In the Divine Liturgy of Saint John Chrysostom celebrated in the Orthodox Church, the priest repeats the following prayer a number of times: Let us commit ourselves and one another, and our whole life to Christ our God.
The ecclesiastical year, which begins on September 1st, has been divinely developed by the Church Fathers with feasts and fasts to aid our life in the God-Man Christ.
The longest and strictest fast, Great Lent, paves the way for Pascha (Easter), the Feast of Feasts. In addition to Lent, there are three other periods of prescribed fasting: that of the Apostles in June; the Dormition; and, that of Christmas in November-December.
The One, Holy, Catholic and Apostolic Church is presently observing the Holy Dormition Fast; this period, which lasts two weeks from the 1st to the 14th of August, culminates on the 15th with the celebration of the Falling Asleep (Dormition) of the Mother of God (Gr. Theotokos).
Before this, though, on August 6th, Orthodoxy celebrates another one of the Twelve Great Feasts, that is, the Transfiguration (Metamorphosis) of Our Lord, God and Savior Jesus Christ, and allows for a break in the fast through the consumption of fish.
The holiness of these two weeks gives fuel for the faithful to energize their spiritual struggle; this is one reason why the Dormition period is affectionately known as the Summer Pascha (το Πασχα του Καλοκαιριου, in Greek).
Let us then briefly examine the theological and spiritual significance of these two feasts through the homilies of Saint Gregory Palamas (1296-1359), who represents Christian theology at its most sublime.
Unlike some who deny the truth, St. Gregory demonstrates clearly that the Light of the Transfiguration is uncreated. “While pretending to concern themselves with the literal sense of the passage, they reject its godly meaning,” Palamas writes.
In Matthew’s Gospel (see 17:1-9; see also Luke 9:28-36), the Evangelist recounts the manifestation of Christ’s divinity through a display of His divine energy on Mount Tabor: “And He was transfigured before them. His face shone like the sun, and His clothes became as white as the light” (Mt 17:2).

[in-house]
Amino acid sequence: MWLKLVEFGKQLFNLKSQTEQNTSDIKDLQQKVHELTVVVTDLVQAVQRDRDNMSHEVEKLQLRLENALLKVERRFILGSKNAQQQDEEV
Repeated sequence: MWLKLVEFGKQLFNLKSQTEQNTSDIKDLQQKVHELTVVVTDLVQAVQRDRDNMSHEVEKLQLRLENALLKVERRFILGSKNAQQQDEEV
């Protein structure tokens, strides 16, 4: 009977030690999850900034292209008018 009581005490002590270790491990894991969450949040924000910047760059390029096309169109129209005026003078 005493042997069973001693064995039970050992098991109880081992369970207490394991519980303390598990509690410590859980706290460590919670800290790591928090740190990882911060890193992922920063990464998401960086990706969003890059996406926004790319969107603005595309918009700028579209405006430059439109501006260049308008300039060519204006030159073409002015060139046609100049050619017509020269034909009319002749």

This theophany was beheld by three of His disciples – Peter, James and John – as well as by Moses and Elijah. God the Father also spoke, “This is My beloved Son, in whom I am well pleased. Hear Him!” (Mt 17:5), confirming Jesus’ divine sonship.
The attainment of this light is the ultimate goal of Orthodox Christians and can be achieved by dedicating “our whole life to Christ our God” as the Holy Chrysostom says.
“The divine light is given by measure and is received to a greater or lesser extent, being distributed, undividedly divided, according to the worthiness of the recipients,” declares St. Gregory, although this in no way should be confused with God’s essence, which is “absolutely indivisible and incomprehensible, and no other being can receive it, either to a greater or lesser extent.”
We have no better example, no better prototype, to lead us to Christ’s ineffable glory than His Mother, the Most Holy Lady and Ever-Virgin Mary, the Holy of Holies, whose Dormition we will soon celebrate.
St. Gregory writes:
She showed that her whole life, her behaviour, her mind and her words, were utterly devoted to godly striving. As a result of this, her death, too, was life-giving and led to heavenly, immortal life, and its day of remembrance is a joyful holiday and worldwide festival… For at present she is the only one who has a place in heaven with her divinely glorified body in the company of her Son.
Orthodoxy venerates the Theotokos through its icons, hymns and feasts and prays for her intercessions to her Son and our God. A special honour in the liturgical life of the Church is given to the Axion Estin hymn:
It is truly right to bless you, Theotokos, ever blessed, most pure, and Mother of our God. Higher in honor than the Cherubim, and beyond compare more glorious than the Seraphim, who without corruption gave birth to God the Logos. Most truly Theotokos, you do we magnify.